Unfortunately, the business community is not in the business of understanding trees and forests. They're in the business of understanding money. But if they can understand Sun Tzu's The Art of War, then why not Aldo Leopold's A Sand County Almanac?
For the most part, speaking about urban forest issues in a government or professional development office, or even at the lunch table, will often just turn the room cold. Though it is not always the case, people will quickly try to change the subject to more 'relevant' issues. For many in these conversations, the forest (and all that is within it) is an obstruction to economic and development growth and the cost of its removal is merely a financial or logistical burden to them. Little to no thought it given to the dislocated wildlife or to the long-term impacts to the community through environmental assessments. Texas is a property rights state where the principle is the owner owning the property is right and to hell with anything else. Only a municipal zoning ordinance and building codes curtail the free-for-all. If they can show the math and the engineering capability, the whim of an individual can 'moonscape' a plot in less than a week. For the owner, it is, at the least, an inconvenience. At the worst, it is something that must be countered with great financial burdens due to government regulation. Fortunately, and to their credit, there are a growing number of these owners and developers who are looking beyond the short-term and realizing the needs of the community. These developers are the people I will cheer for when the money and the philosophy come together.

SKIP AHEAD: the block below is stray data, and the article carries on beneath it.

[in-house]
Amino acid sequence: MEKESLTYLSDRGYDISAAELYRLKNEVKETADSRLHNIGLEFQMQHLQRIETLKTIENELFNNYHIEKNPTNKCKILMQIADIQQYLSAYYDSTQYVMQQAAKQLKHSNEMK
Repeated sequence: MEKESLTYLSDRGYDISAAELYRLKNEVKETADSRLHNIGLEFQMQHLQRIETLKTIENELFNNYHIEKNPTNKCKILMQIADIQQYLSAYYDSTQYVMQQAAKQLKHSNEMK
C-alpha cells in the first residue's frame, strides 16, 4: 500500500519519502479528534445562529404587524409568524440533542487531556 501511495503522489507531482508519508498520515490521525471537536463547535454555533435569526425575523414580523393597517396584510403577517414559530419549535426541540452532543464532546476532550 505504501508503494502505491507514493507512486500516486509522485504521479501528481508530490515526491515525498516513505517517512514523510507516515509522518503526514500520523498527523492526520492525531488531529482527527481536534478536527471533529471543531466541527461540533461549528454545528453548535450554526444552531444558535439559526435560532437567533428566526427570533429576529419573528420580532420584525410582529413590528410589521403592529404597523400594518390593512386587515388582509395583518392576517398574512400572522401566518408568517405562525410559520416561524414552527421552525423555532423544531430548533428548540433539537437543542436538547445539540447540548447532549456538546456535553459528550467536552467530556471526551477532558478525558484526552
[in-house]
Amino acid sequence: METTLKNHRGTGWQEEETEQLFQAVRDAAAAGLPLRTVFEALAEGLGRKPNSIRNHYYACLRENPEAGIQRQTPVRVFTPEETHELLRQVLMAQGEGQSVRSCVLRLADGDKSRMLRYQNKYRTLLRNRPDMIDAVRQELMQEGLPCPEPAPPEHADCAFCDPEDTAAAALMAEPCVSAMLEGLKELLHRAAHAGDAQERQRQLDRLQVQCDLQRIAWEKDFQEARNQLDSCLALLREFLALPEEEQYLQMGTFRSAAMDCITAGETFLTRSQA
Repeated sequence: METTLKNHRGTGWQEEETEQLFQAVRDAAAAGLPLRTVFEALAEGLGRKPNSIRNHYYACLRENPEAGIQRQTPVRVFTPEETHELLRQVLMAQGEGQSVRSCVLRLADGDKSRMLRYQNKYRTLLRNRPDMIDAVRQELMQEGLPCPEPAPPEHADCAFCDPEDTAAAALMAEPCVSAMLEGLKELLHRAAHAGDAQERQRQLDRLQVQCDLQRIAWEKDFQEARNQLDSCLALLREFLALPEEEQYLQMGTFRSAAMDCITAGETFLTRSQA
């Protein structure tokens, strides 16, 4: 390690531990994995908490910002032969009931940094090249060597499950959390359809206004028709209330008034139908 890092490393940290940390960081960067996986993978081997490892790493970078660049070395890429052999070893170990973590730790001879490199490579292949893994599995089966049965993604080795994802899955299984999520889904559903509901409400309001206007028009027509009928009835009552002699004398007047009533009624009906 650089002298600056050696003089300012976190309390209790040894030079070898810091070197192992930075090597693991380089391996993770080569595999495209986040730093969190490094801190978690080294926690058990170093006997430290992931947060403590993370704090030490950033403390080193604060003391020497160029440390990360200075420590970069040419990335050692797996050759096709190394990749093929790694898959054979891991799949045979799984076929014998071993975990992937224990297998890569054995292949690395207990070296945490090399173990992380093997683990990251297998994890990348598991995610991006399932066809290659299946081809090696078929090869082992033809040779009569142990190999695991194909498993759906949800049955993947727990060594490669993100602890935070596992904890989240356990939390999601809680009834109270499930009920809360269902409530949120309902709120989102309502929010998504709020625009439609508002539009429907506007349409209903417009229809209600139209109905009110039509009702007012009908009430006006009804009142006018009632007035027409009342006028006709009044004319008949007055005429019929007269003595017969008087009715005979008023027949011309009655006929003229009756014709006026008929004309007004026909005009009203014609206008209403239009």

The business of Man has no room for the 'childish endeavors' of saving the world or Bambi. The forest and wildlife on the land has no financial value or merit to the business partnership, the 'LLC', or individual to bring to the table, at least in their pure statistical business assessments. Therefore, these are items to be targeted. The financial reimbursement of tree removal to the community by a persistent tree ordinance is merely a cost of doing development. It is a business transaction, no more - no less. The purpose of a protection ordinance is long forgotten. For me, it is the most vital section. If you know why you're preserving something, perhaps you'll be more inclined to find ways to make it happen in a sustainable fashion. Unfortunately, the business community is not in the business of understanding trees and forests. They're in the business of understanding money. But if they can understand Sun Tzu's The Art of War, then why not Aldo Leopold's A Sand County Almanac?